Hideki Tojo's Ashes Scattered By US, Documents RevealBreaking News
tags: World War 2, Japanese history, Hideki Tojo
The remains of Japan's World War II prime minister were scattered over the Pacific Ocean after his execution, US documents have revealed.
Officials were concerned supporters of Hideki Tojo - one of the men behind the Japanese attack on Pearl Harbor in 1941 - would try to find his body and treat him as a martyr.
After his execution for war crimes in 1948 he and six others were cremated.
A US Army aircraft then dropped their ashes in the ocean.
Japanese lecturer Hiroaki Takazawa at Tokyo's Nijon University found the declassified documents at the US National Archives in Washington DC.
"I certify that I received the remains, supervised cremation, and personally scattered the ashes of the following executed war criminals at sea from an Eighth Army liaison plane," US Army Maj Luther Frierson wrote in one documents dated 23 December 1948 - the day Tojo and six others convicted.
Underneath are the names of the seven men, including Hideki Tojo's.
Maj Frierson wrote that he witnessed their execution and then boarded a plane with their remains - placed in separate urns. They flew to "a point approximately 30 miles (48km) over the Pacific Ocean east of Yokohama where I personally scattered the cremated remains over a wide area."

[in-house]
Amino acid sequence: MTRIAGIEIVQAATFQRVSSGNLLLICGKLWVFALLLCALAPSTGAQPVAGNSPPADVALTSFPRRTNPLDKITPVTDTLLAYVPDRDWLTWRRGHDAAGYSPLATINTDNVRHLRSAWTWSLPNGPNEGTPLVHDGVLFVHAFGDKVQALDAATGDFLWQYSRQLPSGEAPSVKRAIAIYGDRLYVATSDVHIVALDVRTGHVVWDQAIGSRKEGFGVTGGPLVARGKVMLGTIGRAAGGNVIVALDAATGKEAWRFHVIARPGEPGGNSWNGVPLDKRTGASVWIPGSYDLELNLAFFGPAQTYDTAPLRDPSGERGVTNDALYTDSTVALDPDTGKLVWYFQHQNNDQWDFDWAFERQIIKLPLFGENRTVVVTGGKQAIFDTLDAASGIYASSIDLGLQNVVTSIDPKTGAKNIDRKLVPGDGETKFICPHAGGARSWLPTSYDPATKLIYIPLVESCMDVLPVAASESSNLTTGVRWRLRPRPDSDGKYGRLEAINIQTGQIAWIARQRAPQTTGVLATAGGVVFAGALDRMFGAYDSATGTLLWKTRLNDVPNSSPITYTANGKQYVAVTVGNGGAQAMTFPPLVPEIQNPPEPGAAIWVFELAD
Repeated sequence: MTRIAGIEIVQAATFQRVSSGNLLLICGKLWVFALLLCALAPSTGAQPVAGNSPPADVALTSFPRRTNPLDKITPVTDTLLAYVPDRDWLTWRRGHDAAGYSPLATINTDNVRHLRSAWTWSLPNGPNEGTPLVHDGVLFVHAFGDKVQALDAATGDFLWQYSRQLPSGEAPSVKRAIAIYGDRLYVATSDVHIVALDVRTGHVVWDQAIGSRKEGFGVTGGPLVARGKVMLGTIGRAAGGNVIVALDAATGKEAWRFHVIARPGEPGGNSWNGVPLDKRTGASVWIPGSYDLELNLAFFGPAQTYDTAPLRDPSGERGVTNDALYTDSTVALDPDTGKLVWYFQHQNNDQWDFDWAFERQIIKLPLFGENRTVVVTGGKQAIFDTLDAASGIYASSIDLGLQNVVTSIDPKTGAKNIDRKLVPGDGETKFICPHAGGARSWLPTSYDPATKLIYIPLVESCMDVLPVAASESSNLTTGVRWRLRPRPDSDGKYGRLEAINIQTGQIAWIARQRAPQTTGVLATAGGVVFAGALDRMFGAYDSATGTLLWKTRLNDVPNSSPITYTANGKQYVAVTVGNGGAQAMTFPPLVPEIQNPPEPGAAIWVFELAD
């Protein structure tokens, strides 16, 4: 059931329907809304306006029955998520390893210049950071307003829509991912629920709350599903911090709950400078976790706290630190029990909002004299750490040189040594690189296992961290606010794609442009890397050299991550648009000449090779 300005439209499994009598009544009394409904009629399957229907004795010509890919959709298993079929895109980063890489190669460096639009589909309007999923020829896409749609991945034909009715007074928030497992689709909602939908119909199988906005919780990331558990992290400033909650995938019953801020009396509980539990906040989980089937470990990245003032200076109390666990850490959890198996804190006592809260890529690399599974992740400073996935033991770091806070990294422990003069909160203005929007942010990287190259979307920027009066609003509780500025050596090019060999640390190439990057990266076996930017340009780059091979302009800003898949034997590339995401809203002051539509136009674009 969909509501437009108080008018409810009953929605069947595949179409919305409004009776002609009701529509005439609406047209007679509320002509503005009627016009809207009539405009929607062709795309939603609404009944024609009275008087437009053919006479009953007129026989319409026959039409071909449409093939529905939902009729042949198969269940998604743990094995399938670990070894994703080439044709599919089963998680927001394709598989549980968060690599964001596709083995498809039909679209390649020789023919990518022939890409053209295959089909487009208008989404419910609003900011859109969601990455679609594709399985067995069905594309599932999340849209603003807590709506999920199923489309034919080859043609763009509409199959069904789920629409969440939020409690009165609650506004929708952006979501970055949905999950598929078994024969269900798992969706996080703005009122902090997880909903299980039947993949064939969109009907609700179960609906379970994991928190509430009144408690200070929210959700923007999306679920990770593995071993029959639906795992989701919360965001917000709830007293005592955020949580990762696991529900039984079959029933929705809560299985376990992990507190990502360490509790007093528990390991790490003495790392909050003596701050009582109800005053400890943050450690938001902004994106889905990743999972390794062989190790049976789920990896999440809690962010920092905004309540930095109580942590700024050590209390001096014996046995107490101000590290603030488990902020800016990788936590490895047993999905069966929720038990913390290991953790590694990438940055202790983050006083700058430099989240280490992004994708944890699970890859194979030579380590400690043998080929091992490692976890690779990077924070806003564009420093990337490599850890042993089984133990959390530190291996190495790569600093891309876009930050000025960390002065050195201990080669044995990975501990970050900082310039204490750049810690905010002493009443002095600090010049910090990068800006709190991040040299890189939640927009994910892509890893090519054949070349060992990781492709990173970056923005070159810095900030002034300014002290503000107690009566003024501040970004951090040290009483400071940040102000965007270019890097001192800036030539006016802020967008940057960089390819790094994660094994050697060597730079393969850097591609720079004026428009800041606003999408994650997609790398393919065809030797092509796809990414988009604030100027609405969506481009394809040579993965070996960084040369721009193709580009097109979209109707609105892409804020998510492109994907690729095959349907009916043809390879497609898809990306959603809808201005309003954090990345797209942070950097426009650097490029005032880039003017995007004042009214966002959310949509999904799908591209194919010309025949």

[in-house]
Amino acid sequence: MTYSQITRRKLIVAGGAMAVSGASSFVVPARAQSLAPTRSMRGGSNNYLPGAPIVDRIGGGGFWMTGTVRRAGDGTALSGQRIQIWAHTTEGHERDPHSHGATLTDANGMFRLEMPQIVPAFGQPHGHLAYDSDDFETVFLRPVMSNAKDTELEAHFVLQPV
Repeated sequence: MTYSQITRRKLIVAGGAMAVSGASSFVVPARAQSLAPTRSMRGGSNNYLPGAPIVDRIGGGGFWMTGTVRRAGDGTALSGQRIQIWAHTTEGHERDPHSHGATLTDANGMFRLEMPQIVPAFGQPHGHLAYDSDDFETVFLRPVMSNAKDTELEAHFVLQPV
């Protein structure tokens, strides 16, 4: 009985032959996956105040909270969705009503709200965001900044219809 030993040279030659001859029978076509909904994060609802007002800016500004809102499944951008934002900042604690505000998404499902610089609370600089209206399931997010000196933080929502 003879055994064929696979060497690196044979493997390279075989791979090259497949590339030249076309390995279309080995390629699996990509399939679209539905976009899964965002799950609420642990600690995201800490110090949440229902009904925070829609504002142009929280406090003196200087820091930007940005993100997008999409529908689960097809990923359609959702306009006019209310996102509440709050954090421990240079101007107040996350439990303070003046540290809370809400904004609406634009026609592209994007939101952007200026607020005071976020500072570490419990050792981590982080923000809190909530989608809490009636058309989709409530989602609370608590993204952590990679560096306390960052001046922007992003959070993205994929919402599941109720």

comments powered by Disqus
- Black Family and Kansas History Converge at Nicodemus Reunion
- Law is Unclear Whether Public College Faculty Have Free Speech Rights in Classroom
- Recovering the Story of the Black Men who were the Nation's First Paramedics
- U of Idaho Advises Faculty of Legal Jeopardy for Discussing Abortion in Classrooms
- The Long Shadow of Pinochet Over Chile's Constitutional Referendum
- Misha Matsumoto Yee is Gilder Lehrman's History Teacher of the Year
- Aaron Burr: The Highest Ranking US Official to be Charged with Treason – So Far?
- When Italian Immigrants were Tricked into Debt Peonage in the Jim Crow South
- Joshua Tait: Will Thiel-Backed Extremists Torpedo GOP Senate Hopes?
- Marcus Weaver-Hightower on the Politics of School Lunch